If the Write-In voltage is correct but doesn't dip for any selection, the problem is in the triggering device, pulse-forming network, or the Tormat ground return. For the tube and non-digital solid-state machines, the triggering device is the segmented switch located in the Pricing Unit. This switch is closed as the subtract solenoid energizes. For the black/gray box machines, the triggering device is the Main Trigger Silicon Controlled Switch (SCS) located in the Gray box. The red box machines use a Write-In relay, located in the Phono Power Center. If the voltage never dips, this means that the Write-In circuit has not been completed to ground. Check the triggering device first, followed by the pulse-forming network. All machines use a network to shape the Write-In pulse. This circuit consists of several inductors, capacitors, resistors, and a voltage clamping device. The network is wired between the triggering device and the selection circuits and can be found in the control center or selection receiver for all machines except the black/gray box jukes, where it is in the gray box. The voltage clamping device will be either a diode or a zener diode, which clamps the Write-In pulse so that its amplitude cannot exceed one-half the Write-In supply. The tube-type machines use a diode connected to the junction of the OA2 regulators to clamp the voltage to -150 VDC. The solid state machines use either a diode to the bottom capacitor of the voltage doubler, or a zener rated at one-half the Write-In voltage. The final suspect is the Tormat ground return, which is typically connected through a temperature compensating resistor, located in the Tormat. Note that only some of the Write-In loops common to this resistor. Using your ohmmeter, check for 190 ohms (earlier machines) or 72 ohms (later) to ground through the pins of the Tormat connector which route the Write-In loops to the resistor. Here's another time when having the manual for the machine comes in handy. There will usually be a simplified Write-In circuit diagram which will identify which loops common through the resistor. If you get this reading on none of the pins, the resistor or the connection is probably open. Not getting the reading on one pin implies that loop is open. Keep in mind that the ground return to the control center or selection receiver is sometimes made through this same cable, so make sure you check for continuity all the way back. Also remember that some machines have a shorting link in the control center or selection receiver which completes the ground return.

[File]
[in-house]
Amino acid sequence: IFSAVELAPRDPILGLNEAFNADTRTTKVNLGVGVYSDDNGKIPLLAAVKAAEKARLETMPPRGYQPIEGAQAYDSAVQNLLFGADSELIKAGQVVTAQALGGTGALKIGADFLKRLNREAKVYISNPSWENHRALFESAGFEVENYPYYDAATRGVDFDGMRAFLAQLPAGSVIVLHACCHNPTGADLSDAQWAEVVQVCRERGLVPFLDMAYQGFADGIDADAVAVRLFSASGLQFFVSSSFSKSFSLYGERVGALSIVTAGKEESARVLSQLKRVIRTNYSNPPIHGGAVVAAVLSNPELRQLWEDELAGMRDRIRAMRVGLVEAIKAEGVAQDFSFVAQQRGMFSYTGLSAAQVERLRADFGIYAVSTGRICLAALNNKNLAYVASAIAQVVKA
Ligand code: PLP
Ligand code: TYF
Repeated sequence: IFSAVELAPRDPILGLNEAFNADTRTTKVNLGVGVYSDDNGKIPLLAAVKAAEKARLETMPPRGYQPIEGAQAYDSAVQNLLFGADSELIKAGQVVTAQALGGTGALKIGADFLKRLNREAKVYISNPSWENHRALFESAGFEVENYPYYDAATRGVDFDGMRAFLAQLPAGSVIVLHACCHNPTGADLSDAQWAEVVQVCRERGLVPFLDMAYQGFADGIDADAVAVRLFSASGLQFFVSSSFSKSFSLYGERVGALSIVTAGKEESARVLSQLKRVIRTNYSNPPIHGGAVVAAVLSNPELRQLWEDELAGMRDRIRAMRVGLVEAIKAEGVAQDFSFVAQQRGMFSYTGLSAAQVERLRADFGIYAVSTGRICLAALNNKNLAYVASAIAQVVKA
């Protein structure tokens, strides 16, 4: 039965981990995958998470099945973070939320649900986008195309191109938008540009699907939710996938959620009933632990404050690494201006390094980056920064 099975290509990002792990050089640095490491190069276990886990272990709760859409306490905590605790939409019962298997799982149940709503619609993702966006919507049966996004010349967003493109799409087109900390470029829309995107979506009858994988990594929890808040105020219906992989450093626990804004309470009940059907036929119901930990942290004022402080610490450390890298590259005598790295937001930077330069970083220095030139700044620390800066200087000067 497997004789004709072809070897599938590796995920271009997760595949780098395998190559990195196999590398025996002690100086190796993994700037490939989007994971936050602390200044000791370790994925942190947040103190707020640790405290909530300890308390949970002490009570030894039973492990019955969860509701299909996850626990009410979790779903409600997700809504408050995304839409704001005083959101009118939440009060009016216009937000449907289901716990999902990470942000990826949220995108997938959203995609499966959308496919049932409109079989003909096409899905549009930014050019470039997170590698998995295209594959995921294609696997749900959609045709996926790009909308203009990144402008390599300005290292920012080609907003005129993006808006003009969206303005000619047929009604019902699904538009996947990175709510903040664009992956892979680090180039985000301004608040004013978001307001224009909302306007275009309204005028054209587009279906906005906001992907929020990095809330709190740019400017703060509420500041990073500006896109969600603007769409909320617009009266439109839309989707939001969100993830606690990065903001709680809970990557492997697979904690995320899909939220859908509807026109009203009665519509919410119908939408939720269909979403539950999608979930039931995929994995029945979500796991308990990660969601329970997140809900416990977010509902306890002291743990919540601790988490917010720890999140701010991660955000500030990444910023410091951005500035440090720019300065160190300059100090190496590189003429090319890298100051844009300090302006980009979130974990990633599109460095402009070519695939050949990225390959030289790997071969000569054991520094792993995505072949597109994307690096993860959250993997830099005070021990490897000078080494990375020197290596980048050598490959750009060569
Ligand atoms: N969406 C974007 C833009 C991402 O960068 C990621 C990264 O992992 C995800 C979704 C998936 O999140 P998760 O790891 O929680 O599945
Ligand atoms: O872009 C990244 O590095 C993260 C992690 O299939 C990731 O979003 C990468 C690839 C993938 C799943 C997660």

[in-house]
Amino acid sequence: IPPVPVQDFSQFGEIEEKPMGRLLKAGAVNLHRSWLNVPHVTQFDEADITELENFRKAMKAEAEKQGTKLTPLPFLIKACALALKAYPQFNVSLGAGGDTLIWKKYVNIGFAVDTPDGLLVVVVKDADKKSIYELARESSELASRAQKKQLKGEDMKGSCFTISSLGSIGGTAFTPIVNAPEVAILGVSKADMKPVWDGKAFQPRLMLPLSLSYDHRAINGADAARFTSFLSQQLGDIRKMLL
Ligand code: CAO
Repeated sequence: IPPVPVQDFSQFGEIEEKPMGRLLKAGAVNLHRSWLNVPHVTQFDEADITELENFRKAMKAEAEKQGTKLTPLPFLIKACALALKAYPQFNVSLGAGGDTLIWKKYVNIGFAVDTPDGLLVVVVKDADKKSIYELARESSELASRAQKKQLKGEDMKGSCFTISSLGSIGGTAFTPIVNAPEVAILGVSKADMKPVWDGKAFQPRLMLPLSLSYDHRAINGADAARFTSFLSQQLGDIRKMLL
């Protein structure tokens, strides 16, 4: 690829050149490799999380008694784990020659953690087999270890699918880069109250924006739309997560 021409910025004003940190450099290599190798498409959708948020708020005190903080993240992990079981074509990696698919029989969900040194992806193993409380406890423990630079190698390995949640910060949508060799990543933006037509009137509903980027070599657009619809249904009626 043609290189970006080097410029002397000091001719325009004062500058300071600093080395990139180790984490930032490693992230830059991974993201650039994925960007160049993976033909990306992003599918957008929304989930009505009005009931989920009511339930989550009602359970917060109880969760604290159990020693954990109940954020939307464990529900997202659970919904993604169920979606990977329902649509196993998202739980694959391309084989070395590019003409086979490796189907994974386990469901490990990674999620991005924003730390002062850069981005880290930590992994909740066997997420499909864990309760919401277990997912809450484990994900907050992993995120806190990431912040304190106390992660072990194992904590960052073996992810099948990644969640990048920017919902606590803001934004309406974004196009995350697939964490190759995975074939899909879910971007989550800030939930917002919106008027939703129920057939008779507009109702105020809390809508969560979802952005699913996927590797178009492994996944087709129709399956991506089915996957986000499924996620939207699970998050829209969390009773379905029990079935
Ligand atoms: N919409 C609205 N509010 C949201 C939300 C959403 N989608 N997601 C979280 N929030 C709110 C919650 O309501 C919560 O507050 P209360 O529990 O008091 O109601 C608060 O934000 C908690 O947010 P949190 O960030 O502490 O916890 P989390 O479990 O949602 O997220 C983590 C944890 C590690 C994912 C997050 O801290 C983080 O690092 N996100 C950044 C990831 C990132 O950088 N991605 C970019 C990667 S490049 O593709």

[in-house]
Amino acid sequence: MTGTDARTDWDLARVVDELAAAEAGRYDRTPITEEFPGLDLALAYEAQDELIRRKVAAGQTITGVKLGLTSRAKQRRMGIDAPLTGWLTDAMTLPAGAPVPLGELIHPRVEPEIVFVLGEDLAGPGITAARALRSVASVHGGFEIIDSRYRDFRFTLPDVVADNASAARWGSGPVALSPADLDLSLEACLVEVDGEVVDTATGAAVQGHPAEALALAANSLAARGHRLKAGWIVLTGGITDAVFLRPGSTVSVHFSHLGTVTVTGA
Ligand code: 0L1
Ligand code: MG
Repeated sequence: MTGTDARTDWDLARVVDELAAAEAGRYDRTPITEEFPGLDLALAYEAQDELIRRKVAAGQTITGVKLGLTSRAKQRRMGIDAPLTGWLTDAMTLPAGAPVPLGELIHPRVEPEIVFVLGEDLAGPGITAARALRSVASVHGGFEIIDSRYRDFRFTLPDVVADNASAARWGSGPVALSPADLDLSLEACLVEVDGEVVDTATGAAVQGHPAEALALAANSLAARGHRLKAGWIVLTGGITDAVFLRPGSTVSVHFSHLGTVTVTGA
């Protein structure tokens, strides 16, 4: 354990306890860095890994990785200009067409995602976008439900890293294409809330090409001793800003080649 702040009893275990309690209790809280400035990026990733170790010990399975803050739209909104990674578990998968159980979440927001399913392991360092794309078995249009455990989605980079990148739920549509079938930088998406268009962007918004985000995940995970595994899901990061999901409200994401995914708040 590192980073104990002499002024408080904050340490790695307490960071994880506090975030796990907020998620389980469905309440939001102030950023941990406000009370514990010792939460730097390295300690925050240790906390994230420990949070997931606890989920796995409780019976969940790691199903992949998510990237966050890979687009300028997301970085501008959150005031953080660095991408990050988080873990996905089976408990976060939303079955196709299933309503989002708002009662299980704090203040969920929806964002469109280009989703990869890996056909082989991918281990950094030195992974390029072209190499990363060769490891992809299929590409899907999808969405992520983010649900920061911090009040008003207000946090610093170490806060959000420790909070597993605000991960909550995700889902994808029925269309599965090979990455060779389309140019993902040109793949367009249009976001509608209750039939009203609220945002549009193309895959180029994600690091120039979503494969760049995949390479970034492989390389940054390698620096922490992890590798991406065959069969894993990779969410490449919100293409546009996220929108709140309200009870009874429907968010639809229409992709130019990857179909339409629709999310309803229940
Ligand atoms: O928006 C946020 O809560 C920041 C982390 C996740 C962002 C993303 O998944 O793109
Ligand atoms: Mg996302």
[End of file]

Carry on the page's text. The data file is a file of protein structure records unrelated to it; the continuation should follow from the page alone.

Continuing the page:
Missing or Additional Selections


     Successfully making some selections but not others indicates a problem in the selection circuits themselves, although it is possible that dirty Tormat contacts could give similar problems. All non-digital machines use a latched push-button selector in which the depressed push buttons each complete a current path through the Tormat. Poor contact on these switches or the connectors between the selector and the Tormat could be the cause of the problem. Clean, adjust, and lubricate as necessary to correct the problem. The digital machines use SCSs to complete these paths, and there could be a problem in one or more of these circuits. They are located in the gray or red boxes, depending on type of machine. Remember that all machines must complete a pair of Write-In circuits (letter/number or (hundreds/)tens/units digits) for a toroid to be selected. If one path is complete but the other isn't, Write-In will not occur. Each of the two paths consists of the selection device, one or more cable connections between the device and the Tormat, the loop of wire through the toroids, and a common connection which either goes back to the selector or through the temperature compensating resistor, depending upon machine and selection loop. Any open or high resistance connection here can cause the problem. By making several selections, you should be able to see a pattern emerging which should lead you to the faulty circuit. For example, if you cannot make any selection with '5' as the number or units digit, suspect the circuitry associated with that digit. Latched push-button selectors have each button wired in sequence from the one before it. Pushing a button disconnects the circuit from the remaining buttons, redirecting the Write-In current to the selected circuit. Suspect a problem in the sequencing circuits (which are links between switches on the selector push button assemblies) if you cannot get any selection greater than a specific number or letter. Another possibility is that you get a different selection, or one in addition to the one you made. This generally happens only on the digital machines, and is usually caused by an overly sensitive SCS firing instead of (first case) or in addition to (second case) the correct one. My book gives a procedure to follow to determine the cause of Write-In problems in the gray box. If this problem occurs on the other machines, suspect a sneak path through the Tormat (perhaps caused by frayed wires inside), an incorrectly wired selector/Tormat (this should have been caught years ago unless someone has recently been digging into your machine), or a problem in your stepper. Perhaps the best way to track this one down is to (armed with the simplified Write-In schematic from the manual) check the continuity between the pulse-forming network, the selection device, and the Tormat to the common connection for each loop. For a 100 selection machine, there will be twenty such circuits; the 160 machines have twenty eight, and the 200 selection machines have thirty. Make sure you do this with the power off!